Author Archives: Gideon Rosenblatt

Gideon Rosenblatt writes about the impact of technology on people, organizations and society at Alchemy of Change. He is a technologist with a background in business and social change. For nine years, Gideon ran Groundwire, a mission-driven technology consulting group, dedicated to building a more sustainable world. Prior to that, he spent ten years at Microsoft in various marketing, product development and management positions, where he developed CarPoint, one of the world's first large-scale e-commerce websites. Gideon was raised in Utah, lived and worked in Japan and China for several years, and now lives in Seattle with his wife and two boys. More details on Gideon here.

Alchemy of Change Weekly Links (weekly)

Corporation 20/20 – Designing for Social Purpose What is the core purpose of the corporation? How should it be designed to seamlessly blend sustainability  into its design, ownership, governance, strategy and practices? Corporation 20/20 is an international, multi-stakeholder initiative that seeks to answer these questions. Its goal is to develop and disseminate a vision, pathway for the 21st century corporation in which social purpose ...

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The Heart of the Occupation

Like new-born hearts, beating and radiating from many locations and in all directions, the Occupy Movement is reframing our environmental and social problems as the symtoms of one root cause: the concentration of wealth and its corruptive influence on business and government. The vibrancy of this movement is giving courage to many, and may even shift the way the Tea Party thinks about the real problems now facing America.

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Alchemy of Change Weekly Links (weekly)

What is HTML5, and why it will save the web from itself HTML5 is designed to fix all those problems in one grand transition to a massively overhauled version of the web’s most popular language: HTML. The new version makes media — especially video — into a first class citizen, allowing it to be streamed natively without fiddling with plug-ins or rifling ...

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An Exercise in Balancing Engagement

Many of you know that I write a lot about engagement and think about it as "the process of building relationships with people and putting those relationships to work to accomplish some goal." This exercise is designed to help you better balance this tension between tasks and relationships.

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Alchemy of Change Weekly Links (weekly)

The Zombie map of the world | News | guardian.co.uk What happens when you ask Google Maps for the location of zombies around the world? I’ve always seen our fascination with zombies as a kind of metaphor for feelings of alienation – you know the kind that tend to come with the trappings of modern life. That’s why I found ...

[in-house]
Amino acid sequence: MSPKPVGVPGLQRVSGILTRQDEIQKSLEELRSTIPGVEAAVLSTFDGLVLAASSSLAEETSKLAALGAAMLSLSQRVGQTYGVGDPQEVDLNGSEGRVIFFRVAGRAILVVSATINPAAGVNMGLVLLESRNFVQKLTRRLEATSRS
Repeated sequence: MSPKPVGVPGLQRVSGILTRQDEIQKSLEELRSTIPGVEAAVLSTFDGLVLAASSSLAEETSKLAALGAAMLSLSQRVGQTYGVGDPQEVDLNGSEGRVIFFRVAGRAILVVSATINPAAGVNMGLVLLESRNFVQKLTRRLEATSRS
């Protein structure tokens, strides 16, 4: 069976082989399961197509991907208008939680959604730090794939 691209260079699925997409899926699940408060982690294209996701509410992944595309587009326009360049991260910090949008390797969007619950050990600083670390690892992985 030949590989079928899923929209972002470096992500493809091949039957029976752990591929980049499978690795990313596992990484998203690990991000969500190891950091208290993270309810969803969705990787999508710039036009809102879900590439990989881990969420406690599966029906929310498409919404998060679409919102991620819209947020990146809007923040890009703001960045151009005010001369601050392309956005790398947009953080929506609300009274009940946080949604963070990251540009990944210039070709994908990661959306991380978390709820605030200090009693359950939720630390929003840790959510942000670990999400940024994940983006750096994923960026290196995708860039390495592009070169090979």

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Keeping Wall Street Like Cairo, Not London

What we are seeing in Occupy Wall Street and related events around the country is our youth, at least some small segment of it, telling us that everything is not alright. They are telling us that our social fabric is stretched to a dangerous point of fraying.

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Alchemy of Change Weekly Links (weekly)

Small-Town Gossip Moves to the Web, Anonymous and Vicious – NYTimes.com The same Web sites created as places for candid talk about local news and politics are also hubs of unsubstantiated gossip, stirring widespread resentment in communities where ties run deep, memories run long and anonymity is something of a novel concept. A generation ago, even after technology had advanced, ...

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Netflix Explodes Its Customer Goodwill

Netflix is slowly exploding all its goodwill with customers, through a series of decisions on pricing and reshaping its service offerings. It's been a bad six months for the company, and I don't see things turning around for them again for a while ... if ever. It's too bad. It's a good company that just made some bad decisions.

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Alchemy of Change Weekly Links (weekly)

Science in a Complex World: In touch with our inner hero – The Santa Fe New Mexican In addition, we modeled mathematically what happens to groups over many generations. Our results lined up remarkably well with the data we gathered. Groups exhibiting two co-existing traits seemed to prevail and persist throughout history: cooperation within groups and a willingness to collaborate ...

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Why Our Software Needs Social Context

There will soon be a day when the majority of our online social interactions will occur through mobile devices, and we will face a much more intensely social world than we can even imagine today. When that day comes, our software will need to be much smarter at recognizing people's social context.

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